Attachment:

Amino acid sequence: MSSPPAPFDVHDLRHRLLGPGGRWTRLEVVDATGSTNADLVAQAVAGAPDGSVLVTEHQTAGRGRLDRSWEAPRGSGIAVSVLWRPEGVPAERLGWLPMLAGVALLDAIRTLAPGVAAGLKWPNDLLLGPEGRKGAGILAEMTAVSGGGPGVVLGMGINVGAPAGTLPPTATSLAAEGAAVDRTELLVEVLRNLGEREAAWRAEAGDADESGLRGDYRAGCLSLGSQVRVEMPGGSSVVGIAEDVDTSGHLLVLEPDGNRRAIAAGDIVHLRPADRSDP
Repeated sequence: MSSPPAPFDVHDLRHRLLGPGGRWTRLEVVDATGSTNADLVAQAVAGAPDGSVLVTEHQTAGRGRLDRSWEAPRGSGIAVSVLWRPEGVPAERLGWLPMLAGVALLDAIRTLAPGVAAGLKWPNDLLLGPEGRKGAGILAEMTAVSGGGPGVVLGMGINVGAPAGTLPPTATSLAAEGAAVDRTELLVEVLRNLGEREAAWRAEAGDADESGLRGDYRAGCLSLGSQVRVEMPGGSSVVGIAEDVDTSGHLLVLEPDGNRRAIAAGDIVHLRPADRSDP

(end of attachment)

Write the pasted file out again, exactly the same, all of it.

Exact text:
Amino acid sequence: MSSPPAPFDVHDLRHRLLGPGGRWTRLEVVDATGSTNADLVAQAVAGAPDGSVLVTEHQTAGRGRLDRSWEAPRGSGIAVSVLWRPEGVPAERLGWLPMLAGVALLDAIRTLAPGVAAGLKWPNDLLLGPEGRKGAGILAEMTAVSGGGPGVVLGMGINVGAPAGTLPPTATSLAAEGAAVDRTELLVEVLRNLGEREAAWRAEAGDADESGLRGDYRAGCLSLGSQVRVEMPGGSSVVGIAEDVDTSGHLLVLEPDGNRRAIAAGDIVHLRPADRSDP
Repeated sequence: MSSPPAPFDVHDLRHRLLGPGGRWTRLEVVDATGSTNADLVAQAVAGAPDGSVLVTEHQTAGRGRLDRSWEAPRGSGIAVSVLWRPEGVPAERLGWLPMLAGVALLDAIRTLAPGVAAGLKWPNDLLLGPEGRKGAGILAEMTAVSGGGPGVVLGMGINVGAPAGTLPPTATSLAAEGAAVDRTELLVEVLRNLGEREAAWRAEAGDADESGLRGDYRAGCLSLGSQVRVEMPGGSSVVGIAEDVDTSGHLLVLEPDGNRRAIAAGDIVHLRPADRSDP